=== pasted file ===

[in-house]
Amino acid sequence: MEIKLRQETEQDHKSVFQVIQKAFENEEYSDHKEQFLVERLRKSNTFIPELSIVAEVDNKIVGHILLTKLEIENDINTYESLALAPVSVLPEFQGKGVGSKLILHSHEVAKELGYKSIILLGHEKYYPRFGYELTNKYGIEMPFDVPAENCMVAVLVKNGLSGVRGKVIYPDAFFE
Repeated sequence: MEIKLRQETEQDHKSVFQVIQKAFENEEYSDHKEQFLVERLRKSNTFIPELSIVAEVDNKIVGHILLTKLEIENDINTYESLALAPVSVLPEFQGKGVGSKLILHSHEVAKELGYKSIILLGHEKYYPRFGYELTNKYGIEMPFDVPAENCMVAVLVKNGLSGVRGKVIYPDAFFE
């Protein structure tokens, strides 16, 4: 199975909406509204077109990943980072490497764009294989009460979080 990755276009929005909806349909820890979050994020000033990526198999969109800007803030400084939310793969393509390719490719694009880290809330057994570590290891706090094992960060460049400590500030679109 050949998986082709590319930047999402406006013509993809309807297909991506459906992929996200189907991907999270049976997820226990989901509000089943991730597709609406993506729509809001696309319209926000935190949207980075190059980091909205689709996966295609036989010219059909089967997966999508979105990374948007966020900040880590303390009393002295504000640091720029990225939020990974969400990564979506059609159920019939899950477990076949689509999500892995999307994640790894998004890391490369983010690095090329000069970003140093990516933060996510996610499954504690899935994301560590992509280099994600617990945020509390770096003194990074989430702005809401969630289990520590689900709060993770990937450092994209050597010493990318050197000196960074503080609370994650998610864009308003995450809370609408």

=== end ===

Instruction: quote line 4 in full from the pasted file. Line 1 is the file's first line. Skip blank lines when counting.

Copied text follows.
């Protein structure tokens, strides 16, 4: 199975909406509204077109990943980072490497764009294989009460979080 990755276009929005909806349909820890979050994020000033990526198999969109800007803030400084939310793969393509390719490719694009880290809330057994570590290891706090094992960060460049400590500030679109 050949998986082709590319930047999402406006013509993809309807297909991506459906992929996200189907991907999270049976997820226990989901509000089943991730597709609406993506729509809001696309319209926000935190949207980075190059980091909205689709996966295609036989010219059909089967997966999508979105990374948007966020900040880590303390009393002295504000640091720029990225939020990974969400990564979506059609159920019939899950477990076949689509999500892995999307994640790894998004890391490369983010690095090329000069970003140093990516933060996510996610499954504690899935994301560590992509280099994600617990945020509390770096003194990074989430702005809401969630289990520590689900709060993770990937450092994209050597010493990318050197000196960074503080609370994650998610864009308003995450809370609408």